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Evaluating the performance of ‘Saudi Vision 2030’

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Five years ago, when Saudi Arabia proposed Vision 2030, the project’s highlight was improving the economy of the Kingdom, along with bringing reforms in governance, laws, socio-political and cultural sectors, and environmental-related issues. Today, the status of the ongoing project stands firm and clear, moving swiftly towards the end goal. Saud bin Mohammad Al-Sati, Saudi’s Ambassador to India, very proudly listed out some of the achievements of Vision 2030. The objective of modernizing and transforming the administration with a diversified approach to policies and laws has been fruitful for the Kingdom as more than 45 percent of the 500 promised reforms have been successfully delivered.

The digitalization initiative taken up by Saudi Arabia has brought efficiency, transparency, and accountability in all the sectors involved. Along with this, Saudi aims to be amongst the top 15 countries dealing with Artificial Intelligence (AI), which aspires to draw an investment of 75 billion Saudi Riyal (SR). With an increase of 331 percent in FDI. With the registration of 1278 foreign companies in 2020, the economy of the Kingdom is finding its way to the pre-covid times.

The objective of Crown Prince Mohammad bin Salman to reduce Saudi’s economic dependence on oil, improving health, education, infrastructure, tourism with special attention on women empowerment deserves all the praise. More than 90 reforms aiming to improve the socio-economic status of women have proved to be a success. For a society to thrive, it is pertinent to provide an inclusive space for all to grow and contribute to the welfare of the state. Vision 2030 has adopted the same approach that endeavors to diversify the Kingdom.

Another area of focus of Vision 2030 is attracting foreign investments and strengthening bilateral relationships with other countries with strong trade and cultural ties. One such example is India-Saudi bilateral trade, which stood at 34.03 billion dollars in 2018-2019. After the Riyadh Declaration in 2010, the engagement between both countries increased tremendously, offering economic and cultural sustenance to one another. India’s dependence on Saudi for crude oil is an open secret; similarly, Saudi Arabia has shown a keen interest in India’s dream of achieving a 5 trillion dollars economy.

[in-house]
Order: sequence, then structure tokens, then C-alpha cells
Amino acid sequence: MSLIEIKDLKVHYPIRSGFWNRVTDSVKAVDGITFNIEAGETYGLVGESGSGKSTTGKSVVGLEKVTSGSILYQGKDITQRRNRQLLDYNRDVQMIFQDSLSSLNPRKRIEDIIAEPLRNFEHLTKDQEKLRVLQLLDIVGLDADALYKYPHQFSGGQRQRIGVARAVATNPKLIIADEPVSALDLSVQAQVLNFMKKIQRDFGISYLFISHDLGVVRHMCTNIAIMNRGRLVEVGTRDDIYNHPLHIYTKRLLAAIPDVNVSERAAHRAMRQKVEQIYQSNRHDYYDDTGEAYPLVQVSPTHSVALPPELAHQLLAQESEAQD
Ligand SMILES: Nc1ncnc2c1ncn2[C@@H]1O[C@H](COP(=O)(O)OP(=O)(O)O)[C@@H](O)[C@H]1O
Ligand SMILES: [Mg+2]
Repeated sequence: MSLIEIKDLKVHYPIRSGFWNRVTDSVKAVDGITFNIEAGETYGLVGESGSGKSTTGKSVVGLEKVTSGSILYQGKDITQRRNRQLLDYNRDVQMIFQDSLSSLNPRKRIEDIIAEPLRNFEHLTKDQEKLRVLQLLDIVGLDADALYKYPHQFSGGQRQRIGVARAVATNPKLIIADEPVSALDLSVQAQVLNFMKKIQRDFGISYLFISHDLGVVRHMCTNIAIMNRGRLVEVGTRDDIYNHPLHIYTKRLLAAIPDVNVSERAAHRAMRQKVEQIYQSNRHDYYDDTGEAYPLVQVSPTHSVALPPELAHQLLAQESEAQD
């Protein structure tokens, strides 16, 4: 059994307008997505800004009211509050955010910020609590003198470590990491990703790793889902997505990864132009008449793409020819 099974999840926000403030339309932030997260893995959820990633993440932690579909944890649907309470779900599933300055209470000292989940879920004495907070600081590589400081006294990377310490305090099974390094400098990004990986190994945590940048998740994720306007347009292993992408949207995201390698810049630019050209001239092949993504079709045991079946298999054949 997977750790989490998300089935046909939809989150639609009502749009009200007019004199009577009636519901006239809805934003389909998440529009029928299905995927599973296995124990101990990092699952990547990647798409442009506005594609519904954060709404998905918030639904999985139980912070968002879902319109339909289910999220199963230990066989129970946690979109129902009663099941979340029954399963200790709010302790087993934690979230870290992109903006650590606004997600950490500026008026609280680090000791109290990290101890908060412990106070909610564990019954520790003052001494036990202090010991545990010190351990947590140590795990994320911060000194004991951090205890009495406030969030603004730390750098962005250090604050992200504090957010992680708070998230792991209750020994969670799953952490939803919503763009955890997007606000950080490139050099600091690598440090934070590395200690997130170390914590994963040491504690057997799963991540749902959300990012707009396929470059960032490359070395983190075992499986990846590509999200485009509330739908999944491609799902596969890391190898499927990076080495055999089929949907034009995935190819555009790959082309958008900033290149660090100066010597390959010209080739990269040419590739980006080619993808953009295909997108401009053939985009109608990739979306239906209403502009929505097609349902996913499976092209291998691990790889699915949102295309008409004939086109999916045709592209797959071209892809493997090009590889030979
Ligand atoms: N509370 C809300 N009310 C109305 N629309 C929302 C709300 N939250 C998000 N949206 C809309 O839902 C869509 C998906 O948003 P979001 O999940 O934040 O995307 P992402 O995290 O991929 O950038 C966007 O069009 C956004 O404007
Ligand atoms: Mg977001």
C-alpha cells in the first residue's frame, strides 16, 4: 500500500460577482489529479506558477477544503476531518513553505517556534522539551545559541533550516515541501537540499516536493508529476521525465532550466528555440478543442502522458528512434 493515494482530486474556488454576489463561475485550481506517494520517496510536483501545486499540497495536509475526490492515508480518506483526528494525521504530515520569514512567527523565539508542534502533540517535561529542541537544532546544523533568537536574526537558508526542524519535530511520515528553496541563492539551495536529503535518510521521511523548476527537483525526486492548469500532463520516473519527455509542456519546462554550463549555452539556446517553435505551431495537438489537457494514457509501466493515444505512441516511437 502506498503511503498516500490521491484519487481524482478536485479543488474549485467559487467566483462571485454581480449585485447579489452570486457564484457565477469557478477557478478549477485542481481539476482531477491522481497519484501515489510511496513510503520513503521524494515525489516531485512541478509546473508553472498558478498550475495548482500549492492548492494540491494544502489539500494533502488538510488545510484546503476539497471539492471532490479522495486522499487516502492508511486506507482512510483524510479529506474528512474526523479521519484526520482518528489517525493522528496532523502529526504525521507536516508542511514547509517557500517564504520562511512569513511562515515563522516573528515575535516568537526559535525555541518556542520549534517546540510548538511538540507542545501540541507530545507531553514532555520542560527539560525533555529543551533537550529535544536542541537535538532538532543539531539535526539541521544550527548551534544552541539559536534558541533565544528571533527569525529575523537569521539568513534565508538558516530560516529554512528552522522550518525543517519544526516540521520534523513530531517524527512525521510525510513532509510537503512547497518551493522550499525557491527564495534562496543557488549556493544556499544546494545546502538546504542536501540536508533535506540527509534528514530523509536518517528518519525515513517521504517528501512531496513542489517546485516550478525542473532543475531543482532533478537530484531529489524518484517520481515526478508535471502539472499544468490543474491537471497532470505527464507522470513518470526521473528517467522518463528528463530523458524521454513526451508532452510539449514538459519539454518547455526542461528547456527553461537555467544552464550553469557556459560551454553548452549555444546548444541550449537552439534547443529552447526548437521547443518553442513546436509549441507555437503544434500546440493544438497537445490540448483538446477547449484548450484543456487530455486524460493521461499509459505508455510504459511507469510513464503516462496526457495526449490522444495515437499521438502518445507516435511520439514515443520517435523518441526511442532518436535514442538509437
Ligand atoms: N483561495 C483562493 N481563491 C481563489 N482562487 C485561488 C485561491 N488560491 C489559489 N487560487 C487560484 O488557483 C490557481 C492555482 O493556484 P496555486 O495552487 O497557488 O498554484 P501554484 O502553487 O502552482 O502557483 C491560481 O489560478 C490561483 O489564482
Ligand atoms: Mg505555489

India has played a strategic role in ‘Saudi Vision 2030′ and will continue to do so given the result of the tie, which demonstrated to be remarkably profitable for both countries. India, Saudi’s fourth largest trade partner, makes the largest expatriate community (3 million) in the Kingdom. In 2020 alone, Saudi issued 44 licenses for Indian investment, and the inflow of FDI worth 2.81 billion dollars was reported in the same year, as per the report. What makes the relationship more potent is both countries’ staunch disapproval of any form of terrorism and the belief that terrorism is not associated with any particular religion, community, or race.

With the current pandemic creating devastation worldwide, we all have learned not to take anything for granted. Apart from rejuvenating the economy, adopting environment-friendly initiatives, focusing on health infrastructure, redefining educational provisions, and inculcating skill-enhancement, a reassessment of the socio-political status of the tribal groups could add to the already existing heterogeneity of society that Saudi Arabia embodies. The historical prevalence of the tribes of Saudi Arabia is immense as they played a significant role in building national identity and hence cannot be overlooked. Focusing on tribal groups and their identity politics would make the project comprehensive and more acceptable in mainstream national development. Adopting a more holistic and coherent approach towards the tribal groups, signifying their population in law and governance of the national hierarchy could enhance the power relations shared between them. Saudi has never been a homogenous society, therefore to honor the nation’s diversity, a healthy balance between the state and tribal groups will also reflect positively on Vision 2030.

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